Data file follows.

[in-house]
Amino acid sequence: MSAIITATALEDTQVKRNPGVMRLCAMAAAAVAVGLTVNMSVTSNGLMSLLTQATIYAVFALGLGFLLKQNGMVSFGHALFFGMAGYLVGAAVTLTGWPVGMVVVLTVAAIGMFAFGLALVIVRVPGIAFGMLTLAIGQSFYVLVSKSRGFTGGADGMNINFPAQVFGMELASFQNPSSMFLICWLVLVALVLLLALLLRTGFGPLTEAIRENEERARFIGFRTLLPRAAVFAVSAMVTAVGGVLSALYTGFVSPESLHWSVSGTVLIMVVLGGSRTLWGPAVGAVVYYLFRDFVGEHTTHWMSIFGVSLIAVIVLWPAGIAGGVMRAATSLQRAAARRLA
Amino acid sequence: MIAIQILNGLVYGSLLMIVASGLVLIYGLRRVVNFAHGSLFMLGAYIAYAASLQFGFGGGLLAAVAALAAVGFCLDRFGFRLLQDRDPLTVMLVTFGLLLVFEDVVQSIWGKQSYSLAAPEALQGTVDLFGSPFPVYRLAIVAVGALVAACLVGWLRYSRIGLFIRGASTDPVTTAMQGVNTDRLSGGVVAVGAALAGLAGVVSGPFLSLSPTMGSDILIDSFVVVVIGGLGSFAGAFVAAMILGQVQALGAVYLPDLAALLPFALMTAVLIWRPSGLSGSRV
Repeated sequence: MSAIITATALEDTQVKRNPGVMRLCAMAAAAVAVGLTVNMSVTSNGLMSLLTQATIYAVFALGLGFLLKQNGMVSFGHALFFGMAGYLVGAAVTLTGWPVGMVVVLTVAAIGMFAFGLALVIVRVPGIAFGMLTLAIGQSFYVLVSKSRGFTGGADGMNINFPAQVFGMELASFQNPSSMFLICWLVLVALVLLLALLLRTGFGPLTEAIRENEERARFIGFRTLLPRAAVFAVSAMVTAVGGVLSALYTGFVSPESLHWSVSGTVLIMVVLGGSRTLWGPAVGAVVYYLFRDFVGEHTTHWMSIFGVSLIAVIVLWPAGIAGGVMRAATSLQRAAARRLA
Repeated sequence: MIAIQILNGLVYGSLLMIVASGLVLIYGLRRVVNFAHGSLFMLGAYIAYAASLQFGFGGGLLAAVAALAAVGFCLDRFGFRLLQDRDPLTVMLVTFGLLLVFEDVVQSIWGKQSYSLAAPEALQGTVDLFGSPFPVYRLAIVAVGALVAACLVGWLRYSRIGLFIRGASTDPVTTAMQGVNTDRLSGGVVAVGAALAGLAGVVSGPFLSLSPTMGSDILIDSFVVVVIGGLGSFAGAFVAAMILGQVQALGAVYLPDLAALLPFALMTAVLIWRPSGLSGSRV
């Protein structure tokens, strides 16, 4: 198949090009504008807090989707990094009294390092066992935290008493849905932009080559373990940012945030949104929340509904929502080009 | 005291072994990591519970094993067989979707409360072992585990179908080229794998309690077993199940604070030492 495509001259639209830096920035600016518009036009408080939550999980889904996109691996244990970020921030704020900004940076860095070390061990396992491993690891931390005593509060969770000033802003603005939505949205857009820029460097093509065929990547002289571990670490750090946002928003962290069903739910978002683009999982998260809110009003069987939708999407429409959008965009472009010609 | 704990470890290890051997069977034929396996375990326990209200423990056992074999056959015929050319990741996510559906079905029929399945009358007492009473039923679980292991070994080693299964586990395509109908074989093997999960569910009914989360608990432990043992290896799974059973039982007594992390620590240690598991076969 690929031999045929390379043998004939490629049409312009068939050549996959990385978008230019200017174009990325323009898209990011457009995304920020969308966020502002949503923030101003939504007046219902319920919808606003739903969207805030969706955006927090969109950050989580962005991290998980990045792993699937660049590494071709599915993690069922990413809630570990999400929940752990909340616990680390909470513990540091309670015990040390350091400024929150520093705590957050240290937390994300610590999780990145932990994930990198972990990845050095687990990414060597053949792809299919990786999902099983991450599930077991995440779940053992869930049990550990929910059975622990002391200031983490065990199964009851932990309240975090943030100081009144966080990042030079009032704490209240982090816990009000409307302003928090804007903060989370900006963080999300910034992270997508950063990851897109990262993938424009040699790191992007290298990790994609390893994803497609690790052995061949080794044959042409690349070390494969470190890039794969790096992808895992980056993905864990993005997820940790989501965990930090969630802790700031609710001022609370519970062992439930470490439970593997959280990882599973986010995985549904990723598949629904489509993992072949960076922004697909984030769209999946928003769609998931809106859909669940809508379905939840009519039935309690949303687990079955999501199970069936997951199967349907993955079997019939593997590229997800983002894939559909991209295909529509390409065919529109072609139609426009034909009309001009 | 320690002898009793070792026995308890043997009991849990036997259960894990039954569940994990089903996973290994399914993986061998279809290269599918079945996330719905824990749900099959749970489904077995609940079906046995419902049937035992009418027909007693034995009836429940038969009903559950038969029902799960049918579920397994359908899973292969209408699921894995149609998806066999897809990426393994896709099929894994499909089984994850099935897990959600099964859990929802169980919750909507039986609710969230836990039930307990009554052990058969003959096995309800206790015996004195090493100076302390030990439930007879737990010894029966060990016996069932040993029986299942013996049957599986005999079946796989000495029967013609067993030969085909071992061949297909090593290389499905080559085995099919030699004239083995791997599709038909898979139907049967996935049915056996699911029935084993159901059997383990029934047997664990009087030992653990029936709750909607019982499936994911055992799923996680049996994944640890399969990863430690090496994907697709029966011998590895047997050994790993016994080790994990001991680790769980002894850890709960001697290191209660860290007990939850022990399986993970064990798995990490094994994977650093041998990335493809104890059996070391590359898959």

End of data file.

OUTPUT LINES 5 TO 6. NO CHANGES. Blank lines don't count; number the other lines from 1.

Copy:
Repeated sequence: MIAIQILNGLVYGSLLMIVASGLVLIYGLRRVVNFAHGSLFMLGAYIAYAASLQFGFGGGLLAAVAALAAVGFCLDRFGFRLLQDRDPLTVMLVTFGLLLVFEDVVQSIWGKQSYSLAAPEALQGTVDLFGSPFPVYRLAIVAVGALVAACLVGWLRYSRIGLFIRGASTDPVTTAMQGVNTDRLSGGVVAVGAALAGLAGVVSGPFLSLSPTMGSDILIDSFVVVVIGGLGSFAGAFVAAMILGQVQALGAVYLPDLAALLPFALMTAVLIWRPSGLSGSRV
């Protein structure tokens, strides 16, 4: 198949090009504008807090989707990094009294390092066992935290008493849905932009080559373990940012945030949104929340509904929502080009 | 005291072994990591519970094993067989979707409360072992585990179908080229794998309690077993199940604070030492 495509001259639209830096920035600016518009036009408080939550999980889904996109691996244990970020921030704020900004940076860095070390061990396992491993690891931390005593509060969770000033802003603005939505949205857009820029460097093509065929990547002289571990670490750090946002928003962290069903739910978002683009999982998260809110009003069987939708999407429409959008965009472009010609 | 704990470890290890051997069977034929396996375990326990209200423990056992074999056959015929050319990741996510559906079905029929399945009358007492009473039923679980292991070994080693299964586990395509109908074989093997999960569910009914989360608990432990043992290896799974059973039982007594992390620590240690598991076969 690929031999045929390379043998004939490629049409312009068939050549996959990385978008230019200017174009990325323009898209990011457009995304920020969308966020502002949503923030101003939504007046219902319920919808606003739903969207805030969706955006927090969109950050989580962005991290998980990045792993699937660049590494071709599915993690069922990413809630570990999400929940752990909340616990680390909470513990540091309670015990040390350091400024929150520093705590957050240290937390994300610590999780990145932990994930990198972990990845050095687990990414060597053949792809299919990786999902099983991450599930077991995440779940053992869930049990550990929910059975622990002391200031983490065990199964009851932990309240975090943030100081009144966080990042030079009032704490209240982090816990009000409307302003928090804007903060989370900006963080999300910034992270997508950063990851897109990262993938424009040699790191992007290298990790994609390893994803497609690790052995061949080794044959042409690349070390494969470190890039794969790096992808895992980056993905864990993005997820940790989501965990930090969630802790700031609710001022609370519970062992439930470490439970593997959280990882599973986010995985549904990723598949629904489509993992072949960076922004697909984030769209999946928003769609998931809106859909669940809508379905939840009519039935309690949303687990079955999501199970069936997951199967349907993955079997019939593997590229997800983002894939559909991209295909529509390409065919529109072609139609426009034909009309001009 | 320690002898009793070792026995308890043997009991849990036997259960894990039954569940994990089903996973290994399914993986061998279809290269599918079945996330719905824990749900099959749970489904077995609940079906046995419902049937035992009418027909007693034995009836429940038969009903559950038969029902799960049918579920397994359908899973292969209408699921894995149609998806066999897809990426393994896709099929894994499909089984994850099935897990959600099964859990929802169980919750909507039986609710969230836990039930307990009554052990058969003959096995309800206790015996004195090493100076302390030990439930007879737990010894029966060990016996069932040993029986299942013996049957599986005999079946796989000495029967013609067993030969085909071992061949297909090593290389499905080559085995099919030699004239083995791997599709038909898979139907049967996935049915056996699911029935084993159901059997383990029934047997664990009087030992653990029936709750909607019982499936994911055992799923996680049996994944640890399969990863430690090496994907697709029966011998590895047997050994790993016994080790994990001991680790769980002894850890709960001697290191209660860290007990939850022990399986993970064990798995990490094994994977650093041998990335493809104890059996070391590359898959």